"Gangs of Colombian criminals, armed formations and Venezuelan thugs were set up to attack [the Venezuelan] border on February 23. But they did not pass and they shall never pass. Hands off Venezuela, we demand respect for our sovereignty and territory", Maduro said in a statement, broadcast via Periscope late on Tuesday.
The attempt to deliver the so-called aid resulted in clashes between the Venezuelan National Guard officers, who prevented trucks with aid from crossing the country's border without permission, and pro-aid protesters, who tried to help deliver the alleged aid into Venezuela.
Four people were killed on the border with Brazil, which has been collecting aid as well, according to Venezuelan non-governmental organization Criminal Forum. Head of the Organization of American States Luis Almagro, in turn, said that at least 335 people had been injured in border clashes between law enforcement officers and protesters.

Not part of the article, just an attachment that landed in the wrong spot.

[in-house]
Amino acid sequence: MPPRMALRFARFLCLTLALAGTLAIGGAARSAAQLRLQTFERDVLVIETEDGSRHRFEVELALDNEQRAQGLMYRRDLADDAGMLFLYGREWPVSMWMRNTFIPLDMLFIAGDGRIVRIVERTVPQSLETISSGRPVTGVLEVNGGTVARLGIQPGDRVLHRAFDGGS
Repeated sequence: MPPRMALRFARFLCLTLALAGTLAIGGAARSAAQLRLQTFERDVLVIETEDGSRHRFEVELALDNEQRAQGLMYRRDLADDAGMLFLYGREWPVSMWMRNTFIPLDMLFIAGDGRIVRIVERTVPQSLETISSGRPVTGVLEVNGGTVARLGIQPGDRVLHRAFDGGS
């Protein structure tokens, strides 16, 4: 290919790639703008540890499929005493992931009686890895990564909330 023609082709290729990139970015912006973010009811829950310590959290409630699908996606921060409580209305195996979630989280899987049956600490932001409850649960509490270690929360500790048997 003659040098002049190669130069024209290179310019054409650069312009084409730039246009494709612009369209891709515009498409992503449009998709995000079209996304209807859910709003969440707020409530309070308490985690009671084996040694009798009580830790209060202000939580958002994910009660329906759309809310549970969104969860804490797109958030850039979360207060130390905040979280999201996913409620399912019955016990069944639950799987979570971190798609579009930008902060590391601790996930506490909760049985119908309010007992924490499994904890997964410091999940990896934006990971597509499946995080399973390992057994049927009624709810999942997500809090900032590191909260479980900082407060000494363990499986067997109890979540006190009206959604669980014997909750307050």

Venezuelan Vice President Delcy Rodriguez said that international law provided for deliveries of foreign humanitarian aid only in cases of natural disasters and armed conflicts and denied the allegations of humanitarian crisis in the country.
The United Nations and the Red Cross have urged Washington not to politicize humanitarian assistance and not to deliver aid without the consent of the Venezuelan government.
Russia, China, Cuba, Bolivia and a number of other states have reaffirmed their support for constitutionally elected Maduro as Venezuela’s only legitimate president. In addition, the United Nations also still recognizes the Maduro government.